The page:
Abstract: Keywords: 3D Navier-Stokes equations, multiscale atmospheric dynamics and turbulence, high resolution simulations. Abstract: High resolution multi-scale simulations of limited area atmospheric environments are one of the major frontiers of atmospheric sciences and environmental sustainability. The latest developments in high performance computing technologies represent an opportunity to advance and improve real time atmospheric characterization and forecasting over limited areas. Among the new capabilities required are improved physics based sub-grid parameterizations and one- or two-way nesting to integrate models of disparate scales. We present high resolution horizontally and vertically nested mesoscale/microscale simulations for effective resolution of multiscale atmospheric physics phenomena in regional atmospheres (A. Mahalov and M. Moustaoui, Journal of Computational Physics, vol. 228, p. 1294-1311, 2009).
Nader Masmoudi (New York University) Existence results for some micro-macro models of polymeric flows
Abstract: Keywords: existence results, weak solutions, strong solutions, micro-macro models. Abstract: Systems coupling fluids and polymers are of great interest in many branches of applied physics, chemistry and biology. There are many models to describe them. We will present here several existence results of weak or strong solutions. In particular we will consider the FENE, the Doi and FENE-P models.
Anna L Mazzucato (Pennsylvania State University) Harmonic analysis methods for incompressible fluids
Abstract: I will discuss applications of harmonic analysis to the study of incompressible fluid flow. In particular, I will introduce Littlewood-Paley frequency decompositions and define Besov and related function spaces. I will then show how to construct so-called mild solutions to the Navier-Stokes equations in these spaces.
Hideyuki Miura (Osaka University) On vorticity directions near singularities for the 3D Navier-Stokes flows
Abstract: This is a joint work with Yoshikazu Giga. We give a geometric nonblow up criterion on the direction of the vorticity for the 3D Navier-Stokes flow. We prove that under a restriction on behavior in time (type I condition) the solution does not blow up if the vorticity direction is uniformly continuous in the region where vorticity is large.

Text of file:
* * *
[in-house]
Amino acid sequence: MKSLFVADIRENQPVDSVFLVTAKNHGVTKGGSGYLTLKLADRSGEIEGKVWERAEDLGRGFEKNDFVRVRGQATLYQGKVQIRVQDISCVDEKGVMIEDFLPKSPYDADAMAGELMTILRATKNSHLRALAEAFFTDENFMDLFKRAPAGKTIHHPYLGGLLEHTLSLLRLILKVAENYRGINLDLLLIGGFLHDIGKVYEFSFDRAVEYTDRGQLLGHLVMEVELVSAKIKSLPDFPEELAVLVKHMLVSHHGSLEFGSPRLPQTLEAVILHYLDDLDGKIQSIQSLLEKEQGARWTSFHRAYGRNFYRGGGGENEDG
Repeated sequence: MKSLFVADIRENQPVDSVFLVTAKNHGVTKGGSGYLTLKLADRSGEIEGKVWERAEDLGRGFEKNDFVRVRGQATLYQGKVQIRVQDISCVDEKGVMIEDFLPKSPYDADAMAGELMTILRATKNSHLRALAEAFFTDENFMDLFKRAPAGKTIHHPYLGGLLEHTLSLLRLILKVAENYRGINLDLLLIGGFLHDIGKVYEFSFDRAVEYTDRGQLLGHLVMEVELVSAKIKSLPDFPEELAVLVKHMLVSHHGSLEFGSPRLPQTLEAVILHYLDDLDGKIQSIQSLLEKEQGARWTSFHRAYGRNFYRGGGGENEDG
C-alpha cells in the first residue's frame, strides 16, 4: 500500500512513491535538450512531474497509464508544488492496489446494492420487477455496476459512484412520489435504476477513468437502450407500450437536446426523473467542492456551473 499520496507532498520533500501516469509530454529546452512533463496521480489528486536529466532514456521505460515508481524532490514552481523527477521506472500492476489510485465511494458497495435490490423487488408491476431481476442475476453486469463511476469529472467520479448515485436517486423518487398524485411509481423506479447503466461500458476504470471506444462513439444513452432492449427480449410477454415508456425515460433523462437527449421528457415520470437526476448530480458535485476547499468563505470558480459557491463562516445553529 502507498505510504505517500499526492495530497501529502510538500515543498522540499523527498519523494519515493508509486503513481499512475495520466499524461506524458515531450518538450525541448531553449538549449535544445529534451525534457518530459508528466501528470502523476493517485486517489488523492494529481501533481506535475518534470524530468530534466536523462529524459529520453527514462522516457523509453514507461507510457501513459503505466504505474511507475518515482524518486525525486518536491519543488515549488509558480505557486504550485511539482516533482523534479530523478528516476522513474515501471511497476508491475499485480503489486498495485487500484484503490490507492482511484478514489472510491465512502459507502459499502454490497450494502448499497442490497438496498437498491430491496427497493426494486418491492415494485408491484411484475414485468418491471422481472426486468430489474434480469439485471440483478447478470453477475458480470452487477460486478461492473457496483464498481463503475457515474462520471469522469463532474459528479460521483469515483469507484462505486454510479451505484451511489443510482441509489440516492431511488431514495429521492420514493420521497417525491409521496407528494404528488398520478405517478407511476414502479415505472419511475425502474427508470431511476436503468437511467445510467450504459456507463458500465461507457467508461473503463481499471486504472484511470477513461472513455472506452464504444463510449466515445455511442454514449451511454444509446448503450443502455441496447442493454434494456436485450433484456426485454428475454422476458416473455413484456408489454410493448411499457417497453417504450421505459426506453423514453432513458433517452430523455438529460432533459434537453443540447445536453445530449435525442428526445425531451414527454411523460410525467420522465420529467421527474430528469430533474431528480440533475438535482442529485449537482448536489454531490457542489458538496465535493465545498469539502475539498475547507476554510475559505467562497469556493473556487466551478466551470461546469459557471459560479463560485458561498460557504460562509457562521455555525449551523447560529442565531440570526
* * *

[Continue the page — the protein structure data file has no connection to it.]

Romain Nguyen van yen (École Normale Supérieure) Energy dissipation in the inviscid limit of a 2D dipole-wall collision
Abstract: The behavior of solutions to the Navier-Stokes equations with no-slip boundary conditions when the viscosity goes to zero has been a long standing mathematical problem since its formulation by Prandtl. The main difficulty lies in the possible production of extreme velocity gradients near boundaries. We have undertaken a series of numerical experiments using a Fourier mode expansion of the solution along with a volume penalization method to impose the no-slip condition. The results support a scenario in which the energy dissipation rate remains strictly positive in the inviscid limit, due to a boundary layer of tickness orders of magnitude smaller than the classical Re-1/2 estimate. When the initial condition is a Gaussian noise, a wavelet analysis of the vorticity field after some time suggests that it has organized into "dissipative structures", that are recycled by detachment from the boundary but visit the whole domain. Some implications for modeling of boundary layer detachment phenomena are briefly discussed.